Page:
Nepal legalized abortion in 2002. With the recent adoption of “The Right to Safe Motherhood and Reproductive Health Act” in 2018, the country has taken huge strides for the fulfilment of the sexual and reproductive health needs of women and girls. However, 19 years since the legalization, the conversations around safe abortion services and its accessibility are much more complex.

“The laws we have on paper are quite different from the societal norms which guide us.”

Reflection of a youth champion at Visible Impact

In Nepal, young people aged 15-24 make up about one-fifth of the population. About 64% of adolescents have their first sexual intercourse between the age of 15 to 17. Contrastingly, the use of modern contraception in this age group is relatively low, only about 4.6%. Thus leading to a higher chance of unwanted pregnancy. Comprehensive Sexuality Education is a far-fetched dream for many young people, causing them to resort to unreliable sources or no information at all on sex and sexuality.

Although spelled out in the constitution and international treaties, a woman’s rights over her body is still guided by what society defines as moral and right.  

The topic of pre-marital sex is a major taboo. It’s discussed in whispers with shame attached to it. These further limit the access to abortion in Nepal, even more so for young women and girls.

“I took painkillers to end my pregnancy. Going to a health facility meant people knowing that I had an abortion, a topic of stigma in my society.”

– Woman interviewed by Visible Impact

Moreover, stigmas in societies are exacerbated and perpetuated by the media. Using sensationalising headlines, stigmatising language with pictures showing full-grown foetuses being cut by sharp objects, the media has been falsely projecting abortion as a very dangerous procedure.

News stories are published with headlines like – “Girls in their school uniforms, visiting abortion clinics!” or “Increased abortion, a concern for the society!”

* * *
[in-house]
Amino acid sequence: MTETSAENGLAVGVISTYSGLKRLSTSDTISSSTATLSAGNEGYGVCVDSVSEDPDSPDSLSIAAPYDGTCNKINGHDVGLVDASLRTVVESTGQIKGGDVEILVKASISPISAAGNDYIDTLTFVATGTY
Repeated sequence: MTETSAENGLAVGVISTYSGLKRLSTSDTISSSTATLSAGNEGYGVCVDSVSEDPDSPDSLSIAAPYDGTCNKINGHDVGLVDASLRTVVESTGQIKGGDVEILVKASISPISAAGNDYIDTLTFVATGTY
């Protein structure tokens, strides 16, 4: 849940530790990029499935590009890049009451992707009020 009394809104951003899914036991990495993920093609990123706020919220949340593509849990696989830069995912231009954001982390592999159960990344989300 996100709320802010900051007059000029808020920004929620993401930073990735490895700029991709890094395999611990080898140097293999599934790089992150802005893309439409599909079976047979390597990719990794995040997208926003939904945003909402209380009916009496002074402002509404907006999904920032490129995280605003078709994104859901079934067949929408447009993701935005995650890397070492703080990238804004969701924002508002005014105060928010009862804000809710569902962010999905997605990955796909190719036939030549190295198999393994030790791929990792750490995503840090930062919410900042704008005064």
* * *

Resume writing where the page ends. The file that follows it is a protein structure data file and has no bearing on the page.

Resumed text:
Through interventions targeting multiple aspects of the manifestations of these stigmas, Visible Impact has been implementing a project titled “Youth for Access to Abortion for Youth” since 2020, supported by the Safe Abortion Action Fund.

We have trained 35 young people across 7 provinces in Nepal and championed them in the cause of safe abortion.

These young people have been reaching out to communities and raising awareness within their peer groups and families. The young champions have been established as a major focal point for women’s health in the communities.

“I get many questions following my session on safe abortion. People have reached out to me. I provide the information that I know and try to link them with the service centers.” – Visible Impact Youth Champion

Besides the engagement of young people, reaching out to media professionals to change the narratives around abortion is also our prime intervention. Seven media professionals have been provided with a value clarification workshop and engaged in a media fellowship program.  By using a rights-based approach, these trained media professionals have now been writing and reporting accurately.

Small but meaningful steps are required for attitude transformation.

The liberal laws alone are insufficient for ensuring bodily autonomy and independent reproductive choices for women.  The energy, openness to change, and advocacy capacities of youths should be harnessed to create a supportive environment where every woman can access stigma-free abortion care in the country.

Visible Impact is a SAAF grantee partner.

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